When considering social media as a tool, its power comes from connectivity. Participation in the use of this kind of dialogic media is both self-rewarding and addictive, which leads to people wanting to be heard. Because of this, the internet has turned into a political space due to its fast mobilization, mass involvement and scalable openness.
These features have led to social media becoming an important tool in coordinating protests and demonstrations. This was clearly seen in Ukraine during the Euromaidan protests as social media sites such as Facebook and Twitter were used “for coordinating protest activities and sharing information, to inform protesters about urgent news and issues, discuss plans of future actions, warn against using violence, share advice on how to deal with police forces, and much more.” As the response and utility of social media become obvious and much better organised and aggregated, use extended out to people offering legal and medical advice online.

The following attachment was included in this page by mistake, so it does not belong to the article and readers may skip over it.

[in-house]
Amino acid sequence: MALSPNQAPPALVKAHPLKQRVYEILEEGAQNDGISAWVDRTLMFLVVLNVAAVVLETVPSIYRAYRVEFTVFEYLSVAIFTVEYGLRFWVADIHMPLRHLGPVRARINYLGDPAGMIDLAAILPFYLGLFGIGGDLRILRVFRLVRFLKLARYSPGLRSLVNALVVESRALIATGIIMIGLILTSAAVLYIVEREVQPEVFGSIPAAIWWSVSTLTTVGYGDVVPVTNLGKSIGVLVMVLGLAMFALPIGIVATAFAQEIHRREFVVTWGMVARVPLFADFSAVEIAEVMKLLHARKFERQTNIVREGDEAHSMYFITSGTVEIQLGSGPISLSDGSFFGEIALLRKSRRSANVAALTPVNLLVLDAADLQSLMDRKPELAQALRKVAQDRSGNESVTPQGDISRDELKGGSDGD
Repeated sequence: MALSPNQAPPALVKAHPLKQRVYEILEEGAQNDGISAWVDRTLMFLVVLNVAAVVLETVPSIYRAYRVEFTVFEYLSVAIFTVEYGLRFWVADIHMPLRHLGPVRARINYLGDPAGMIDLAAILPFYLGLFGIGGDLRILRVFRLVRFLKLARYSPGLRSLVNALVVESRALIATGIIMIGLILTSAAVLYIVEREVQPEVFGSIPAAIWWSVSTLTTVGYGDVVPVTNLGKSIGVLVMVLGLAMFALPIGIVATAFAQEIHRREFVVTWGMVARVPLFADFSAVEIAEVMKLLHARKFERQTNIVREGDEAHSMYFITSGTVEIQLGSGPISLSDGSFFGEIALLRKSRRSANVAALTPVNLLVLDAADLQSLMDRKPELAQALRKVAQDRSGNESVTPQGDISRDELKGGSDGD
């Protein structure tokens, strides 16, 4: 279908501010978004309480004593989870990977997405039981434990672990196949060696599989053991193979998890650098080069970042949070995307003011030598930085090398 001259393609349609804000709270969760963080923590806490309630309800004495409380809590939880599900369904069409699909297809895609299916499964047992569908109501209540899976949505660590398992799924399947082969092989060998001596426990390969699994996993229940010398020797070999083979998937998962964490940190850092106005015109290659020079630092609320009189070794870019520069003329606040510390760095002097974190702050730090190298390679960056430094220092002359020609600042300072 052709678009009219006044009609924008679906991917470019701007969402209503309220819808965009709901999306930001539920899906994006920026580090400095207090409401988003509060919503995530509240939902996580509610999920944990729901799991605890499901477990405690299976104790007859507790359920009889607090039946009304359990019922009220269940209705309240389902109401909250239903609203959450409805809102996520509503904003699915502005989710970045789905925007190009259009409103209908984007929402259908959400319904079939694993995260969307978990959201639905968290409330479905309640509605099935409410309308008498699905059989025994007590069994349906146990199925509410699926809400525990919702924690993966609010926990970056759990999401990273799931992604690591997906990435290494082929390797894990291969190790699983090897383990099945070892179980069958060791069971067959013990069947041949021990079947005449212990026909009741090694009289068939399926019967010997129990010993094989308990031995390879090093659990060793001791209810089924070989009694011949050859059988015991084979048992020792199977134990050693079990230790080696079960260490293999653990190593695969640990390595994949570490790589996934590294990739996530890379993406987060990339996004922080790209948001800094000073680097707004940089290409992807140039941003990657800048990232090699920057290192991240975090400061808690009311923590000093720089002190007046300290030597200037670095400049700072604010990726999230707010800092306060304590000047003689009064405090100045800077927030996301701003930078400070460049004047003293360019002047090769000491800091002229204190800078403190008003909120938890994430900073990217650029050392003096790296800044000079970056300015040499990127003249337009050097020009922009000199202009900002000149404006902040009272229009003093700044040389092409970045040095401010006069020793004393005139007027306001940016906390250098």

I used a viral video to remediate the story of Asmaa Mahfouz, and how she initiated a mass demonstration in Egypt after posting a video online urging for support. What I noticed in this story was how social media played such an important role in coordinating these protests, and how it functioned in such an effective and dynamic way in order to succeed in mobilising and disseminating information. I used this particular video to show how this reactive nature led to the people having a larger (and maybe higher) voice than the governments.